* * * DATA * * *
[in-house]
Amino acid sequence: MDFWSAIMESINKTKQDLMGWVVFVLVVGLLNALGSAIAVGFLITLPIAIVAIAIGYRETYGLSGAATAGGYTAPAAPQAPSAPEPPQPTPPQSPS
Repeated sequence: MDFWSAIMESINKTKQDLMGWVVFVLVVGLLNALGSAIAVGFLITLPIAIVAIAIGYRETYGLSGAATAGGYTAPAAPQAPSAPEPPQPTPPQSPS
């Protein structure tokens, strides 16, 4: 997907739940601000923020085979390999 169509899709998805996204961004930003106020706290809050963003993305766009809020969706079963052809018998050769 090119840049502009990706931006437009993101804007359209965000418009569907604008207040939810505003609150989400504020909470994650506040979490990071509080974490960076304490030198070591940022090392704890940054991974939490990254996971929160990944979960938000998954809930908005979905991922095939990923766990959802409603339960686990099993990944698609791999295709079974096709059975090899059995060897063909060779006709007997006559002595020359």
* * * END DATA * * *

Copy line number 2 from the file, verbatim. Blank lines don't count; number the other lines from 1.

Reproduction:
Amino acid sequence: MDFWSAIMESINKTKQDLMGWVVFVLVVGLLNALGSAIAVGFLITLPIAIVAIAIGYRETYGLSGAATAGGYTAPAAPQAPSAPEPPQPTPPQSPS